Technologies to Support the ‘Revolution’

There are a few free-standing ADM companies left; most notably Tideway, mValent and Troux. The fact that these remain independent should in no way be viewed as a slight against them. Tideway, probably the most mainstream of the three, in particular continues to thrive as in independent option.

So, what should you look for in ADM technology to support that “dynamic” awareness of changing application-to-infrastructure interdependencies? An awareness, by the way, that can in some cases become a spine for your CMDB system investments by providing a common reference point across multiple, federated CMDBs to key in on service-to-infrastructure interrelationships.

The first thing to say is that as singular as the ADM idea may sound, each solution has arisen out of its own roots; some more focused on process, some more focused on lifecycle application management, some more focused on real-time awareness of application interdependencies over the total infrastructure, and some more optimized to monitor systems configuration changes as they may impact applications.

Nonetheless, here is a brief check list of questions to ask based on your particular priorities and objectives:

How real time is it?

What insight can it capture or represent in terms of application-to-application interdependencies, such as middleware or other services such as DNS services?

Is it architected to support SOA and Web services?

Can it support for virtualized environments?

What level of detail does it provide in terms of systems configuration?

How optimized is it to support asset management and lifecycle planning for infrastructure components as they impact critical application services?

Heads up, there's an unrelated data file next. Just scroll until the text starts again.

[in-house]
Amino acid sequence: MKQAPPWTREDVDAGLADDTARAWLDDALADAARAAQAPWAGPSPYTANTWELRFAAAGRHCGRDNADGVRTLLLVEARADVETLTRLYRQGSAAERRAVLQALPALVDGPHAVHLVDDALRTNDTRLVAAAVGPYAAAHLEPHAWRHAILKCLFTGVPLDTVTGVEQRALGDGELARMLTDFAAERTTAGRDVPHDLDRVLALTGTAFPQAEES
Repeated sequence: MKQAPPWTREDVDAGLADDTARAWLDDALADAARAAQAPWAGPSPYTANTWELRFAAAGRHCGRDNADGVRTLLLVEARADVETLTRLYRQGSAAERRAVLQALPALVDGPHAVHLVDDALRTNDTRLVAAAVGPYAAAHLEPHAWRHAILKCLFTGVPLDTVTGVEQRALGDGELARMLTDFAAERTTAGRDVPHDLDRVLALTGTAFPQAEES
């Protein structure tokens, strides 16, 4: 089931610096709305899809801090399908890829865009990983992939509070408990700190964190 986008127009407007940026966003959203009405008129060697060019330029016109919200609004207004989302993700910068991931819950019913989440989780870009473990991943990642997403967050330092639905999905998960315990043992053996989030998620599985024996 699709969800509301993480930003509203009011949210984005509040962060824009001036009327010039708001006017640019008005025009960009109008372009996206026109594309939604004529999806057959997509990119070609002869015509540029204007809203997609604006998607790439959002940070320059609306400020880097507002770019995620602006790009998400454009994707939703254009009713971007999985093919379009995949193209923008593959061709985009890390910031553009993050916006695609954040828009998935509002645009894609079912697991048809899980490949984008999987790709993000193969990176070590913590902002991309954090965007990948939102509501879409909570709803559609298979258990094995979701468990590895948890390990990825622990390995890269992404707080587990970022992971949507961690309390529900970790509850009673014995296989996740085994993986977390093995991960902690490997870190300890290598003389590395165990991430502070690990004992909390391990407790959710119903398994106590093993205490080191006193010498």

How optimized is it to support troubleshooting by capturing service-to-infrastructure interdependencies along with designated owners (who owns the fix)?

What types of process automation does it support, such as best practices for lifecycle application management?

What role-based constituencies are support out of the box through its reports and GUIs?

What level of awareness does it provide regarding the network?

As a corollary, does it support insight into application traffic as it flows over the network so that application volumes can be associated with the need for configuration changes? This will become especially important in dynamic load balancing for VMS across the network.

Is it agent or agentless or both?

What kinds of integrations does it support? It’s not even enough to assume that just because you have brand X CMDB and brand X ADM you’re set for life. You may have network or systems configuration tools that are other brands and so your ADM solution should be designed to be a good “citizen Lego.” This gives you freedom of choice to evolve your management portfolio without brand straight-jacketing.

And of course how deploy able is it? What’s the expected time to value for your objectives in your environment?

Dennis Drogseth is vice president of Boulder, Colo.-based Enterprise Management Associates (, an industry research firm focused on IT management. Dennis can reached at [email protected]